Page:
Though the links are established, exactly how alcohol works to induce malignancy is not as well-understood. Several mechanisms are thought to be at work.
Most previous studies have only examined cells in the laboratory, looking at changes in them after exposure to alcohol (ethanol).
Recently, researchers from MRC Laboratory of Molecular Biology in Cambridge, United Kingdom, set out to gain a clearer picture of the alcohol-cancer relationship using whole animals.
Their study, which was funded by Cancer Research U.K., is published this week in the journal Nature.
The team fed diluted ethanol to mice and then used chromosome analysis and DNA sequencing to measure any damage caused by acetaldehyde, a chemical produced when alcohol is processed. They focused their attention on a specific cell type: blood stem cells.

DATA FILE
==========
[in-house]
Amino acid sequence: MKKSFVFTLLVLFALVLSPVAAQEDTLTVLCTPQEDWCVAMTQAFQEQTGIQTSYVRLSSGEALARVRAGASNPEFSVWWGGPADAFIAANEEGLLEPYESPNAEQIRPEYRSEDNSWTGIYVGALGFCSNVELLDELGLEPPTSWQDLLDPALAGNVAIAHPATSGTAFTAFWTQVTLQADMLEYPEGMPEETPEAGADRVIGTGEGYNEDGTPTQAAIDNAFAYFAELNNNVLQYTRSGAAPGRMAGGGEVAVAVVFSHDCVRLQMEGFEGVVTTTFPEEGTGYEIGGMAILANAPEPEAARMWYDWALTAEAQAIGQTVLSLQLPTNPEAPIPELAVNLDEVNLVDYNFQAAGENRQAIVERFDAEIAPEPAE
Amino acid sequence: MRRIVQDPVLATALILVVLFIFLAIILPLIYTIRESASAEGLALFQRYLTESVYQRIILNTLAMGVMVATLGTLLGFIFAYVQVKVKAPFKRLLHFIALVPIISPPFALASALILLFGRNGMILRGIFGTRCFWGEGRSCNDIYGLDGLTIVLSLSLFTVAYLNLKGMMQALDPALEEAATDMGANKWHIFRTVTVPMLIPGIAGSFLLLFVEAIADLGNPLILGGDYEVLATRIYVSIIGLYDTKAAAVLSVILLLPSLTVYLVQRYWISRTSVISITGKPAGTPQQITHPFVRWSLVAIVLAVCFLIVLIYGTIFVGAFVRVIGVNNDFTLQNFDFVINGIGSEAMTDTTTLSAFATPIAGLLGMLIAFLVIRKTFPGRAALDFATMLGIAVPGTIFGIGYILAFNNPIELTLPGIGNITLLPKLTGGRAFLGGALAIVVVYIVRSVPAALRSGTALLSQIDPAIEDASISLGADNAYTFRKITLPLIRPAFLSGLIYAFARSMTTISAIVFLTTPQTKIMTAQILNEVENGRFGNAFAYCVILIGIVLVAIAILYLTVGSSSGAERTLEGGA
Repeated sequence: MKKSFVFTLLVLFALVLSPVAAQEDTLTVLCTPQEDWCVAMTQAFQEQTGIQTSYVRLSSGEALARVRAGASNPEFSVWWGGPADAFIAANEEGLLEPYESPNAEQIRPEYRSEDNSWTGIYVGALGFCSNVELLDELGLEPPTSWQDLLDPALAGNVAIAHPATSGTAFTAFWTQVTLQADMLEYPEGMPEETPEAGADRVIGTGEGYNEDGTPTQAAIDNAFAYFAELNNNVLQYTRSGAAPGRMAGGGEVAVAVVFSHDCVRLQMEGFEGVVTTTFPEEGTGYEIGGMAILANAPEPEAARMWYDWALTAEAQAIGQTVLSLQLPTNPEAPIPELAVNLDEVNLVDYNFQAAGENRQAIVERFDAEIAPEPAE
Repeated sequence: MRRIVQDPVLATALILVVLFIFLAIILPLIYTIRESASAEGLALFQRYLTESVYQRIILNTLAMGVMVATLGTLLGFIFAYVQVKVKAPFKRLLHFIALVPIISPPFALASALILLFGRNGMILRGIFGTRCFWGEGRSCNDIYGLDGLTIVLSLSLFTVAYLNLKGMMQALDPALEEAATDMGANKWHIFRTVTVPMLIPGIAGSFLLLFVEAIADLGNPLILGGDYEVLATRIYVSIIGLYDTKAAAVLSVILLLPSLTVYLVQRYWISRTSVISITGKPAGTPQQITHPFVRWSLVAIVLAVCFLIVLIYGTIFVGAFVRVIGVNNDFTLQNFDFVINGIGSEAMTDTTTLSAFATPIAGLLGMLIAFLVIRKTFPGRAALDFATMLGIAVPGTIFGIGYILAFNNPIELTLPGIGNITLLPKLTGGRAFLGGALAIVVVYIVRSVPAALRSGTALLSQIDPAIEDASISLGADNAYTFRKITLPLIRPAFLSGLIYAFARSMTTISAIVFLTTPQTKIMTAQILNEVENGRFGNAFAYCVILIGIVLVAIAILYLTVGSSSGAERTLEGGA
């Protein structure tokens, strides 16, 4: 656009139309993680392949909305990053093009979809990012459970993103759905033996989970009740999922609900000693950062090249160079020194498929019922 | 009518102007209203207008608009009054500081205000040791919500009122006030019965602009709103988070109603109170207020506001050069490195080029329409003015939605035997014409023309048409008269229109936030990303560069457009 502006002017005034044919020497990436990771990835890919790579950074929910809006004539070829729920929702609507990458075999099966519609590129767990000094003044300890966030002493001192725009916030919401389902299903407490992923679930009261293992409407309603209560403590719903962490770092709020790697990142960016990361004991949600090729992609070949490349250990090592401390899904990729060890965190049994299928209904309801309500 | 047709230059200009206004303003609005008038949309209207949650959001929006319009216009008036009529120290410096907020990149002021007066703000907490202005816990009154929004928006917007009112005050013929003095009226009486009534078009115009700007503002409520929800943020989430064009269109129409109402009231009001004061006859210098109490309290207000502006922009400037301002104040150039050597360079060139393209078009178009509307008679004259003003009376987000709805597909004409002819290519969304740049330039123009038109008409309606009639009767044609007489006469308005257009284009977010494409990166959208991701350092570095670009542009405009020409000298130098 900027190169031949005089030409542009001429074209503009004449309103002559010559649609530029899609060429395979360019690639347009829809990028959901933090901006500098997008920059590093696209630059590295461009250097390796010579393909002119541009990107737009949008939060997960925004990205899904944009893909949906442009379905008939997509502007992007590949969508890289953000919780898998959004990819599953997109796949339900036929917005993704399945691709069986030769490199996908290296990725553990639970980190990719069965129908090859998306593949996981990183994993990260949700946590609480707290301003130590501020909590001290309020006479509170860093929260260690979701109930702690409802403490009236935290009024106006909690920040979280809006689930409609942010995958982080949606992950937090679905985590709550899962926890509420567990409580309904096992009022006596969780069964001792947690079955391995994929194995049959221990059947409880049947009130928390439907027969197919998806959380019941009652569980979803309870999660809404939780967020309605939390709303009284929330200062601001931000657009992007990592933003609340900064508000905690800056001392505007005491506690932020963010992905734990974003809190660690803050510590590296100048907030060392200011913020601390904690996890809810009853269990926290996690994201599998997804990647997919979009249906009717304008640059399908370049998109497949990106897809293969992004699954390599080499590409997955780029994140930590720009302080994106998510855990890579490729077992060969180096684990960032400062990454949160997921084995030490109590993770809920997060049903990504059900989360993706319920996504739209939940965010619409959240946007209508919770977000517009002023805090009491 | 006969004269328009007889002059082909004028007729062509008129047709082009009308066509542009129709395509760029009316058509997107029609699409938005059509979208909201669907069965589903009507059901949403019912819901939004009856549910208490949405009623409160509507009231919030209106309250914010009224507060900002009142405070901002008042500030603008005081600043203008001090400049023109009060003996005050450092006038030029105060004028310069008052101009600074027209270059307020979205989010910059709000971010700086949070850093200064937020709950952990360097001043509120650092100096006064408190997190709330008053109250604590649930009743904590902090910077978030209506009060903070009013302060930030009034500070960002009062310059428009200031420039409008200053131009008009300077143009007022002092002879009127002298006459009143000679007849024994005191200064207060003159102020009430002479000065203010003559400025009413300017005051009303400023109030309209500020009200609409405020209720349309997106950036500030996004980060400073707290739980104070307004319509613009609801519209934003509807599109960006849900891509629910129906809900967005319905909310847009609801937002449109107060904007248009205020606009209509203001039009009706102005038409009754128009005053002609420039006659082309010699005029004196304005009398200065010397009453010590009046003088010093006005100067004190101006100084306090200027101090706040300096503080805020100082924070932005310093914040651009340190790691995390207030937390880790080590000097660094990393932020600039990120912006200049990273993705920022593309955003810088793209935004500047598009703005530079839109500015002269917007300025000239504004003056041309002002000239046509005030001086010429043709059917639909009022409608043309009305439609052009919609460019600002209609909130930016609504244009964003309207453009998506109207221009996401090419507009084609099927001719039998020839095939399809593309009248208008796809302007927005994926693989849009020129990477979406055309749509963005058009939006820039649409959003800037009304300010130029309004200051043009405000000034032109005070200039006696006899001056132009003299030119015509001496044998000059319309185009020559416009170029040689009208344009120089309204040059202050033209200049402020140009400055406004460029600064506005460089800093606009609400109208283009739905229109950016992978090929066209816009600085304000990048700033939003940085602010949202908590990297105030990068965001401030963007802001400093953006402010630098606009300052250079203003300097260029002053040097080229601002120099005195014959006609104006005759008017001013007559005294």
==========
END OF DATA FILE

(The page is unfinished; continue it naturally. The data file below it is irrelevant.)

Blood stem cells, found in blood and bone marrow, are immature blood cells that can develop into any type of blood cell, including white blood cells, platelets, and red blood cells. It is important to understand how alcohol damages these cells, as faulty stem cells are known to cause cancer.
As alcohol is broken down in the gut, bacteria convert it into large quantities of acetaldehyde, a chemical that has previously been shown to cause cancer in animals.
Source: Cancer Research UK publish in Nature Journal